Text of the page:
Peter Maurin, co-founder of the Catholic Worker movement, was a critic of Communism, but criticized capitalism in very strong terms. He believed, with the Church tradition, that ethics and economics could not be separated. He pointed out that in the Middle Ages “the idea of acquiring wealth was limited by a body of moral rules imposed under the sanction of religious authority.” He went so far as to call the capitalist system a racketeering system because it is a “profiteering system.”

We receive in hospitality the immigrants who are forced to migrate because of the global economy. We know there are many more who cannot even think of making the difficult trip to try to work to send money to families in desperate need.

How can a person with stock in a company that is posting huge profits at the expense of the poor receive dividends with impunity, knowing that when these companies had their plants in the U.S., they paid an average of $14.00 an hour but are now paying $20.00 a week or less?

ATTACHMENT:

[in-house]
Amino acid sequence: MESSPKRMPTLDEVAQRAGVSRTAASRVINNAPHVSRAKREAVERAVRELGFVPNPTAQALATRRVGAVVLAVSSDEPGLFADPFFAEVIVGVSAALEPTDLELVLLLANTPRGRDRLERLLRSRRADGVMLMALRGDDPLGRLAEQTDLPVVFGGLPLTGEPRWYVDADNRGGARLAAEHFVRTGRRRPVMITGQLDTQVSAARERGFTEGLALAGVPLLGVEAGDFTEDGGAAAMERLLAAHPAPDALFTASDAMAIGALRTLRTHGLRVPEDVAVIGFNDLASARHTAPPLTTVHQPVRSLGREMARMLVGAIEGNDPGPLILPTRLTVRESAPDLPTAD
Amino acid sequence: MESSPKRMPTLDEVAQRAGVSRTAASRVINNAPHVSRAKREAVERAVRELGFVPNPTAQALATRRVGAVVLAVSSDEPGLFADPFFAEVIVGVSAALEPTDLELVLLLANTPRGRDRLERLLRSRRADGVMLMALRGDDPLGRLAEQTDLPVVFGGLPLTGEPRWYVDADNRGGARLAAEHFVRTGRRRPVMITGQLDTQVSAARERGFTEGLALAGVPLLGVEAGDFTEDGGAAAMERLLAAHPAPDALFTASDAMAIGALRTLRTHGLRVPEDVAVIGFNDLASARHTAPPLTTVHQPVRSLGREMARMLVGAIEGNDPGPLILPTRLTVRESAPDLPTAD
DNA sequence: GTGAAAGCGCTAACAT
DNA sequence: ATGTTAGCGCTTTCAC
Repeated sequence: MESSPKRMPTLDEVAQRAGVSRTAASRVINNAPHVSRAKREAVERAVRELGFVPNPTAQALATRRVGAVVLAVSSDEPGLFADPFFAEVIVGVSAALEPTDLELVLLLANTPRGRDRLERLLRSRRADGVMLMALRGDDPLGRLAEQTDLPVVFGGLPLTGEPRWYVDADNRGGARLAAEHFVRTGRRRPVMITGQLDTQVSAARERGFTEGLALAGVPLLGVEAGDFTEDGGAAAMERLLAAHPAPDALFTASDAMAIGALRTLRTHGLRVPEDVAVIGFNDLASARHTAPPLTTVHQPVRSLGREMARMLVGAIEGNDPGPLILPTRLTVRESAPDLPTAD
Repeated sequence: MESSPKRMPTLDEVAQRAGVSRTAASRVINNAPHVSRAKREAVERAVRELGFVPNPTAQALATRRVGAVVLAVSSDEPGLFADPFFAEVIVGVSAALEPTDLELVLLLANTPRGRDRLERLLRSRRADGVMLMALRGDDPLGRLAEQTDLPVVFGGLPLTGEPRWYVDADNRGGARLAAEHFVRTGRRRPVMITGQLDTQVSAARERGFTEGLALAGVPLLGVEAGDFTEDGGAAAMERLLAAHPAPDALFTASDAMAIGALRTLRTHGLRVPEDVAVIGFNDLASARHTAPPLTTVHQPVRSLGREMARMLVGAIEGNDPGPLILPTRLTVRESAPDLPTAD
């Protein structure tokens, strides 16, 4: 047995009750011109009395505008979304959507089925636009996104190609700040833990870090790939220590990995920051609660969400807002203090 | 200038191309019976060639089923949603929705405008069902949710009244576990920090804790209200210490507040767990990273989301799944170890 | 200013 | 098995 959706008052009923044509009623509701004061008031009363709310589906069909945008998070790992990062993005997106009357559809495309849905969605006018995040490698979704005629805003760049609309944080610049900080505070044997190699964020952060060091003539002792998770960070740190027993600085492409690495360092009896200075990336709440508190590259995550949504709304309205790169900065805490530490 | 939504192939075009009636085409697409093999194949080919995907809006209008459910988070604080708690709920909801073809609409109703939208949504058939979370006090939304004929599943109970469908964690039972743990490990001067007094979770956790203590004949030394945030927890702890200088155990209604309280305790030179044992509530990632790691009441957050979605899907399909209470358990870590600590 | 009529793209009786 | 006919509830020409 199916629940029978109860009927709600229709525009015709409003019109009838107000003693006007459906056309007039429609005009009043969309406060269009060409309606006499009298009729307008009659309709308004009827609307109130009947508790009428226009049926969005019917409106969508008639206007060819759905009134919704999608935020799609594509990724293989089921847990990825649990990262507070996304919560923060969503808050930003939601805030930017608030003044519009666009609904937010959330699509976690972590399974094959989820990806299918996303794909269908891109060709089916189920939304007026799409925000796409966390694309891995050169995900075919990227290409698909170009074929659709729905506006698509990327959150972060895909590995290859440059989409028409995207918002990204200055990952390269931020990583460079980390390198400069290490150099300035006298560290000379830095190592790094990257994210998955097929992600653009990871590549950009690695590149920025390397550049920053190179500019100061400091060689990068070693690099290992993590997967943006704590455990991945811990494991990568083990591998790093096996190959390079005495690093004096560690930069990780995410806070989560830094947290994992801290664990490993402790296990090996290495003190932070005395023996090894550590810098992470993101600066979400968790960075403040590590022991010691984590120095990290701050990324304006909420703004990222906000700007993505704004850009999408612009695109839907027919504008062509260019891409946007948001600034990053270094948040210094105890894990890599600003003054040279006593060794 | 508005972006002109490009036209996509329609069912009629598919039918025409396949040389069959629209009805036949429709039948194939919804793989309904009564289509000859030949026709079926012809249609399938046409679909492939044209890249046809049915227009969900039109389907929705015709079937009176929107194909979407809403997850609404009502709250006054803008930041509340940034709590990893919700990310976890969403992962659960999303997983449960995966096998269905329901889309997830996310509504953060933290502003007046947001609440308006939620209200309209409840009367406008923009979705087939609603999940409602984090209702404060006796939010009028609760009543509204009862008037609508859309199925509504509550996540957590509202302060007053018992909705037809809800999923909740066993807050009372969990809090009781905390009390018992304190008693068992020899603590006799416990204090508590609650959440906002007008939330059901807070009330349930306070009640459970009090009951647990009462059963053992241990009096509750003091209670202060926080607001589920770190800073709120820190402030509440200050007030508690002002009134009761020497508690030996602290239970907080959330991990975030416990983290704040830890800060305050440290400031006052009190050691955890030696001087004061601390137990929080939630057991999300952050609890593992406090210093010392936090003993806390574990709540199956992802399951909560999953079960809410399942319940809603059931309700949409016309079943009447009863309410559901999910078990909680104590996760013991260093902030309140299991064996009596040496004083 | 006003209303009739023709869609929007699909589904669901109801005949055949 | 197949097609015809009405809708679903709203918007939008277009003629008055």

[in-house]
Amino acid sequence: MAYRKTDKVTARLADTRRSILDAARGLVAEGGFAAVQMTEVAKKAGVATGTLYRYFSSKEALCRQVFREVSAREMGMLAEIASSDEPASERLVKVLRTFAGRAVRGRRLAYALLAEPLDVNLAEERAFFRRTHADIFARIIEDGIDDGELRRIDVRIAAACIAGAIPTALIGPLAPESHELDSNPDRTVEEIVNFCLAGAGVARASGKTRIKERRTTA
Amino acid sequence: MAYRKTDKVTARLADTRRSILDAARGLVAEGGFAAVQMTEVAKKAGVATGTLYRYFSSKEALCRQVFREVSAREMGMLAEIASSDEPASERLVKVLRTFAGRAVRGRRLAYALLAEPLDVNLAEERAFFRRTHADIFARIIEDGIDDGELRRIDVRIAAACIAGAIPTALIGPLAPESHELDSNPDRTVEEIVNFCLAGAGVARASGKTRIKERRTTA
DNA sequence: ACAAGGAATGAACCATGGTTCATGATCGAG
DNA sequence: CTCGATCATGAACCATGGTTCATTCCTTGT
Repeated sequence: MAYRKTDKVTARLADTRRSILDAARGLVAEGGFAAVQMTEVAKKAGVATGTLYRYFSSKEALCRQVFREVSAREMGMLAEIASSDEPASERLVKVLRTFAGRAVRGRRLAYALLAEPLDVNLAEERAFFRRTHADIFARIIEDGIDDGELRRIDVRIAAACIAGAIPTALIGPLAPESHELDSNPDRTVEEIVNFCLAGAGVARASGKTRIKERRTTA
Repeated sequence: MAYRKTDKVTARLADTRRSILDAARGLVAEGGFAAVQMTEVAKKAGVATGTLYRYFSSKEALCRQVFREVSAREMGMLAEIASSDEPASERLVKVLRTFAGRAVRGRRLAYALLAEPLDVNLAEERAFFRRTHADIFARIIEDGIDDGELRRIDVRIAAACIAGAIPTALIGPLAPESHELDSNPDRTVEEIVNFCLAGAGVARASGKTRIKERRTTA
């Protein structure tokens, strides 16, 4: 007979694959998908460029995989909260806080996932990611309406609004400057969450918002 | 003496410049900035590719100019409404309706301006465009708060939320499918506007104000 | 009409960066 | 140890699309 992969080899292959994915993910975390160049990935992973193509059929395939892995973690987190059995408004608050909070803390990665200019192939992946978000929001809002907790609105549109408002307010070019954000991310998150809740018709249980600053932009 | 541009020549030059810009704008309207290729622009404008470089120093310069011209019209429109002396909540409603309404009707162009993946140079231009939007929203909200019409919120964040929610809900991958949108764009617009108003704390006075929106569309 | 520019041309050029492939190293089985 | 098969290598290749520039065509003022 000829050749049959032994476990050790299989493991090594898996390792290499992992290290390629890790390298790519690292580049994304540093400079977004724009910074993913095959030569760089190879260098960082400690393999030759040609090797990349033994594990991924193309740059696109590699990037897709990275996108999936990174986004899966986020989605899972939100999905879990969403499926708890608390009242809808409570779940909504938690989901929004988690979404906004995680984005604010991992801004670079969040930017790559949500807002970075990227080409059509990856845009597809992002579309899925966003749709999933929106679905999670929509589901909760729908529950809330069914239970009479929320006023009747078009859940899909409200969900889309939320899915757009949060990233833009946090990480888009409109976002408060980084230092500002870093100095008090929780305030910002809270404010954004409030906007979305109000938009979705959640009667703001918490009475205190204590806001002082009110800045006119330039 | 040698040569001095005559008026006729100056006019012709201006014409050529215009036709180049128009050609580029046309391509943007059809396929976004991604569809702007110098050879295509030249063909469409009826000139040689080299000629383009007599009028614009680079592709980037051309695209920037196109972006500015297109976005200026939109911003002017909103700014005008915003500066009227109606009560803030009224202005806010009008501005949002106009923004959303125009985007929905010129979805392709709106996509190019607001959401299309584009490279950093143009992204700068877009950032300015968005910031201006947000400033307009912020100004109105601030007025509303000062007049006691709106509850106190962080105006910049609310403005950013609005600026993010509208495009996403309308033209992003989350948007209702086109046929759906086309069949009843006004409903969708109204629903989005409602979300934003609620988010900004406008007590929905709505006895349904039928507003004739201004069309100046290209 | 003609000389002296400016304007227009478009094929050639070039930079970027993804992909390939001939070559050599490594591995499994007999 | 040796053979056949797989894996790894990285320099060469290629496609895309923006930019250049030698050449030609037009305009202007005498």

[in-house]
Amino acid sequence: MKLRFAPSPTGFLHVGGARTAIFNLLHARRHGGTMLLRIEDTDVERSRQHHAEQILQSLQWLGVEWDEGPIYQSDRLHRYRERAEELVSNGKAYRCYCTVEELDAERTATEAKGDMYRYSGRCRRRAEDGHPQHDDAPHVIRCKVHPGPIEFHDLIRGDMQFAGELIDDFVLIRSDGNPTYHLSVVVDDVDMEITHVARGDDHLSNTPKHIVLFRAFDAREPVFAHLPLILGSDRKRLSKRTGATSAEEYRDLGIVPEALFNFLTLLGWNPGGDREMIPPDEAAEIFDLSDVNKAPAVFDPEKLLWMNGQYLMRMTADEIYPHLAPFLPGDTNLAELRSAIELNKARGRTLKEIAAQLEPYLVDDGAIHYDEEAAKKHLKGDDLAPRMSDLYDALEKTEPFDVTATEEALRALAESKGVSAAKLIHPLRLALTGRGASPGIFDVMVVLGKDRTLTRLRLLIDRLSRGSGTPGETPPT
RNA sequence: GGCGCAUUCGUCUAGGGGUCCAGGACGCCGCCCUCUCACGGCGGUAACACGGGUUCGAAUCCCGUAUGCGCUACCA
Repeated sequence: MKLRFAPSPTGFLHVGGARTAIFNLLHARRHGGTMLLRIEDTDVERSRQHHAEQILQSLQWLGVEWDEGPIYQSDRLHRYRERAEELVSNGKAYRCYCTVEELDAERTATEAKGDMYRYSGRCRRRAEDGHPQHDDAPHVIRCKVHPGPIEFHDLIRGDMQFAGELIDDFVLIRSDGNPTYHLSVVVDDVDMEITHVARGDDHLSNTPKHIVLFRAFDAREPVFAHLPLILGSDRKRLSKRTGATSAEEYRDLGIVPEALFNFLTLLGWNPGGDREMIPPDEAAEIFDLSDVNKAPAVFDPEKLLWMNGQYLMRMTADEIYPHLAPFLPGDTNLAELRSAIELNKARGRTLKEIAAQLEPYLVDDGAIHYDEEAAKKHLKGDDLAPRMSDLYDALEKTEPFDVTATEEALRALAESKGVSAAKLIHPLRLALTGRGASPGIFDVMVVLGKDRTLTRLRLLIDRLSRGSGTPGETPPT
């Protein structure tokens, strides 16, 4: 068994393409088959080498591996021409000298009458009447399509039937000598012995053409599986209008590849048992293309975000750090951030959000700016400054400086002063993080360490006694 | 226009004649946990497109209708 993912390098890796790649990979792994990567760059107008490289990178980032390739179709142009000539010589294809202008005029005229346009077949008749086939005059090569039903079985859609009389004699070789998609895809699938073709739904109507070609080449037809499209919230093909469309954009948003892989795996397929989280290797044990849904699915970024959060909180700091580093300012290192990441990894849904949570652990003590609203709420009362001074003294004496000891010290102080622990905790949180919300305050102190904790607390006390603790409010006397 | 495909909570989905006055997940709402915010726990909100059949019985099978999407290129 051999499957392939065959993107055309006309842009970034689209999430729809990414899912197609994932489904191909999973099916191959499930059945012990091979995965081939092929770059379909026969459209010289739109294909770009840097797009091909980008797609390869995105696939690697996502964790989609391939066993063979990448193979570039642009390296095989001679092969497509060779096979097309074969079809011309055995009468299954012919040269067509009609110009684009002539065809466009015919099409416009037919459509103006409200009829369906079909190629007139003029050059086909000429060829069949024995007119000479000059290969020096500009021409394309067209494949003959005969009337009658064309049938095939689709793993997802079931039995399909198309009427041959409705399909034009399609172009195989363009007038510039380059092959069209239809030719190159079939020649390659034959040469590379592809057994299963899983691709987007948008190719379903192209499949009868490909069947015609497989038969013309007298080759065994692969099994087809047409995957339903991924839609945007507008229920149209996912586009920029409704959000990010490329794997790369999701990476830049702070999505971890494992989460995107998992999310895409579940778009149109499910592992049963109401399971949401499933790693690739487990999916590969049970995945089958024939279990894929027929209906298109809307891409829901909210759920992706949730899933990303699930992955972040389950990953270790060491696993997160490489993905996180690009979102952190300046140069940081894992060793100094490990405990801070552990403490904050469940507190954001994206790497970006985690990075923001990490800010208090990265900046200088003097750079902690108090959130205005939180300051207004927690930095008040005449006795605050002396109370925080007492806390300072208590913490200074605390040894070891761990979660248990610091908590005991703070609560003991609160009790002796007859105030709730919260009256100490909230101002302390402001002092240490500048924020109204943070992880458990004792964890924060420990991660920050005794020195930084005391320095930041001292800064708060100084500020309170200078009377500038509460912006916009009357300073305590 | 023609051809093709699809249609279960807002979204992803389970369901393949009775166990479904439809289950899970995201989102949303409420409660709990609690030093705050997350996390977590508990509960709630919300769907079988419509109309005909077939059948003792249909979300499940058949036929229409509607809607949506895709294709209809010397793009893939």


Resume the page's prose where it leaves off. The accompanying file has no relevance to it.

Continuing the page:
The stockholders of these companies don’t want to hurt the poor, nor force them to immigrate illegally to the United States, but they do want to make money (profits). It is easy to forget that Jesus did not die for gold.

It appears that a new colonialism has taken over to replace the old, with foreign investors being the new Conquistadors, outmatching the old in cruelty in re-establishing a new slavery. One must ask, How could one be so blinded by gold that one could not see that the workers are dying? How could people be so interested in profits and in maintaining an elevated lifestyle that they don’t see or are willing to rationalize and minimize the effect of decisions on the suffering poor of Latin America, Asia, Africa?

There was a time when unions became powerful, perhaps too powerful. That is not the situation today. Workers need our support.

Houston Catholic Worker, Vol. XVIII, No. 4, July-August 1998.